Dillard goes on to realize that this “shadow” was a giant water bug that bites its victim, piercing its skin, and then proceeds to suck its prey dry. The image given is gruesome, and Dillard goes on to think of the theological implications: “Every live thing is a survivor on a kind of extended emergency bivouac. But at the same time we are also created.” In the end, Dillard affirms a creation theology that appalls von Trier. For the latter, God is the malicious water bug ......

In this light, Antichrist is full of paradoxes, a confusion of opposing forces. Nature and nurture are toyed with, just as left and right shoes are mixed up—perhaps having something to do with the son’s death. Left and right, right and wrong, are nowhere delineated in the film, but confused throughout, and grand mythologies are intertwined with children’s stories and fairy tales. Mythos has a showdown with logos once again, but now in the dead of night instead of high noon. As is usual in von Trier’s films, there is a key character who is a doctor, a medicine man (and it is always a man), and a female character who disbelieves the logos of the medical establishment. They are pitted against each other again and again.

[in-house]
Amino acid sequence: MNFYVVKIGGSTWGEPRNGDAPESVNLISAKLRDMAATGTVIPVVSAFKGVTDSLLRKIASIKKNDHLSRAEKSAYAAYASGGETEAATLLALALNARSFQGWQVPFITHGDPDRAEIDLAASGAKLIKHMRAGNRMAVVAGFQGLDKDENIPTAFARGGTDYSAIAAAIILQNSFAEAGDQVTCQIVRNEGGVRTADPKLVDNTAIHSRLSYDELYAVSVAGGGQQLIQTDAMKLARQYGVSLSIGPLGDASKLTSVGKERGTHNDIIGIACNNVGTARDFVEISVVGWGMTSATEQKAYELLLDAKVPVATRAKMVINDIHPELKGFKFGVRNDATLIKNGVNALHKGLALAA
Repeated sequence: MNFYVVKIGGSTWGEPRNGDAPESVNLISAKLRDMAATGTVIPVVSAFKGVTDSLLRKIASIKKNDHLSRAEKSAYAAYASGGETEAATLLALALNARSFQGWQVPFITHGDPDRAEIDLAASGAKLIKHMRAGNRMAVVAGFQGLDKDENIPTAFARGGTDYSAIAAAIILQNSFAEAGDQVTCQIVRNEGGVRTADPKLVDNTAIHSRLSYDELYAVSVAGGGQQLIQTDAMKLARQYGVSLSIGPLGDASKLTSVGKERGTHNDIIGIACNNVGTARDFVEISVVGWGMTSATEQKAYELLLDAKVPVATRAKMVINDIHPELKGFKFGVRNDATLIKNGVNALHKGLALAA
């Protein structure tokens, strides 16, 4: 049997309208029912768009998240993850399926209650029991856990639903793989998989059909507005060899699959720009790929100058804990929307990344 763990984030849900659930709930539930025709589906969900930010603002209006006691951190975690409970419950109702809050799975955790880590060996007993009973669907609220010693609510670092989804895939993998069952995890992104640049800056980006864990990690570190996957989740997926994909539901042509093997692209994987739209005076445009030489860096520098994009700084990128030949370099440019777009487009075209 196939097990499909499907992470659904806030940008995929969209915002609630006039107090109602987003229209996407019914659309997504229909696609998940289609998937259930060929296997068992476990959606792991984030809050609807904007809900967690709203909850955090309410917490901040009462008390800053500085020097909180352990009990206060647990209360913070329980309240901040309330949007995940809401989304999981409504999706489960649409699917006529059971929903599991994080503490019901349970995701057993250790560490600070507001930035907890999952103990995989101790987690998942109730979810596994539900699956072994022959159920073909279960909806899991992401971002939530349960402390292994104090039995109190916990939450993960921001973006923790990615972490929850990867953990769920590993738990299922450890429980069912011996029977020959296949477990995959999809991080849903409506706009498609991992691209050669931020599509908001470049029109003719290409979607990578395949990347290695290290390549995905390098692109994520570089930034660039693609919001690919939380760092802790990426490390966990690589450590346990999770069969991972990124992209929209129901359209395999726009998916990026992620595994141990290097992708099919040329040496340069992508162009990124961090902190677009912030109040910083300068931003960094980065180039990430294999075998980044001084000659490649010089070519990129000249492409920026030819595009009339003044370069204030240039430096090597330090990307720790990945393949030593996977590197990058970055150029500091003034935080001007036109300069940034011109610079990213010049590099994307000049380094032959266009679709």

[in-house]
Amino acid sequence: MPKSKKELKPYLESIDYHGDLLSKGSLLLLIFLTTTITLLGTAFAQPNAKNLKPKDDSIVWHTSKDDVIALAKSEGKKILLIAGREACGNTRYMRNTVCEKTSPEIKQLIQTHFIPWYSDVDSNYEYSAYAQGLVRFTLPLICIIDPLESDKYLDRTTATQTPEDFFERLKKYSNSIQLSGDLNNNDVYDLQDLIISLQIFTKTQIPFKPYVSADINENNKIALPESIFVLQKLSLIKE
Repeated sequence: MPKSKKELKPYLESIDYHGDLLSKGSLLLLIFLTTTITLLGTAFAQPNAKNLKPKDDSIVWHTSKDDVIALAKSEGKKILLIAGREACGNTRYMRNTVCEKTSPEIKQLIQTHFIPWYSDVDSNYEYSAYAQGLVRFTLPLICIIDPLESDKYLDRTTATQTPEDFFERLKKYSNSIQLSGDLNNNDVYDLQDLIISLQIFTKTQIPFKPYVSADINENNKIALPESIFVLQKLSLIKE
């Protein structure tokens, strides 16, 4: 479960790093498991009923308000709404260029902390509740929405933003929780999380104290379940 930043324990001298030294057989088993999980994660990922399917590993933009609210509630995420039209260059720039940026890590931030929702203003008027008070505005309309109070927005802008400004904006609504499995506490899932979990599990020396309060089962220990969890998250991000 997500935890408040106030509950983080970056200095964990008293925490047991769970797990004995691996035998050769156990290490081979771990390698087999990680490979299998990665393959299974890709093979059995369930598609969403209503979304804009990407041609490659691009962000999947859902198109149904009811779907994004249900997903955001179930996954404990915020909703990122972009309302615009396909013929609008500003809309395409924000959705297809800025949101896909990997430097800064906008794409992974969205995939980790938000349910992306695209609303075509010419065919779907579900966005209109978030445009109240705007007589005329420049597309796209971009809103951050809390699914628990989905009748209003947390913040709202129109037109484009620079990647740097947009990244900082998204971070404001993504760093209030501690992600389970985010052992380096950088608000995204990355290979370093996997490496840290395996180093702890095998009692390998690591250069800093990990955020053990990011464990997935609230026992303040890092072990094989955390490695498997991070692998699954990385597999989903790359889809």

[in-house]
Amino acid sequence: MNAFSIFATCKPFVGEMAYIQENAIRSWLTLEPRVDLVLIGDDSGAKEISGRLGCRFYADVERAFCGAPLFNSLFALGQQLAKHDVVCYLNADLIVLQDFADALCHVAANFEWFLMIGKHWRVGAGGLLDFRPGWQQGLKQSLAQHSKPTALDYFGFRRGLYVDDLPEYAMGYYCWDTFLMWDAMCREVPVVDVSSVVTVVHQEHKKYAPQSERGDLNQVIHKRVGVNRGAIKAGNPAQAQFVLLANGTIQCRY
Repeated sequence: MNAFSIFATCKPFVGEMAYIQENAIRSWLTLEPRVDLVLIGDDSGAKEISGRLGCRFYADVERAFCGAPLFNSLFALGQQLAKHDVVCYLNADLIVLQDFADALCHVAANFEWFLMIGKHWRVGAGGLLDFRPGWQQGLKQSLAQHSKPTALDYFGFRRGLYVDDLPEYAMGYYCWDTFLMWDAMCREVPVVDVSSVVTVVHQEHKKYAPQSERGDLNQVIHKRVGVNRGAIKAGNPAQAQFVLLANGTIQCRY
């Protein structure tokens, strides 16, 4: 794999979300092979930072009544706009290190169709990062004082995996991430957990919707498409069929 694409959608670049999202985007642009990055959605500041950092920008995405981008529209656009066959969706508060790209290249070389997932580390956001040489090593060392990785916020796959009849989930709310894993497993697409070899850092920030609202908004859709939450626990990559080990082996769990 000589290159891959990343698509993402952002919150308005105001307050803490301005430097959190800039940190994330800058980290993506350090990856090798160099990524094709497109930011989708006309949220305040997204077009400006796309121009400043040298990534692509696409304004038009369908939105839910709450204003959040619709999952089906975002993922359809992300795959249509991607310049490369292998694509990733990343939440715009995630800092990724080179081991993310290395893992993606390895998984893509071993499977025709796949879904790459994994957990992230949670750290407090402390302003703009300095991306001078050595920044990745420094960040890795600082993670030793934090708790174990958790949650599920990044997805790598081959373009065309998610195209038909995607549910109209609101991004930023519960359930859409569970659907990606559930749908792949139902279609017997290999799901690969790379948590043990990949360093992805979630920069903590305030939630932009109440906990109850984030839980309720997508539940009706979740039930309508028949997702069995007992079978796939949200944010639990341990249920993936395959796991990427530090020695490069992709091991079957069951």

In Antichrist, He (the unnamed character played by Willem Dafoe), the pedantic therapist, lays on the wooden floor of the shack in the woods in Eden, emasculated and half dead, yet even so cannot give up his so-called rational outlook. He looks up at the stars exclaiming, “There’s no such constellation,” regarding the purported “three beggars” from “her” (Charlotte Gainsbourg) research, even though He seems to see them. What He overlooks is the fact that there is no such thing as a constellation anyway. Stars do not somehow “choose” to be together, do not immediately coagulate with each other. Constellations are always created by the observers, a subjective deciding process. There is no logical reason to link one star to the next, and from what we know via modern astronomy, some of those stars might not even exist anymore since their light takes so many years to reach us. What is thought to be natural is nothing of the sort ...........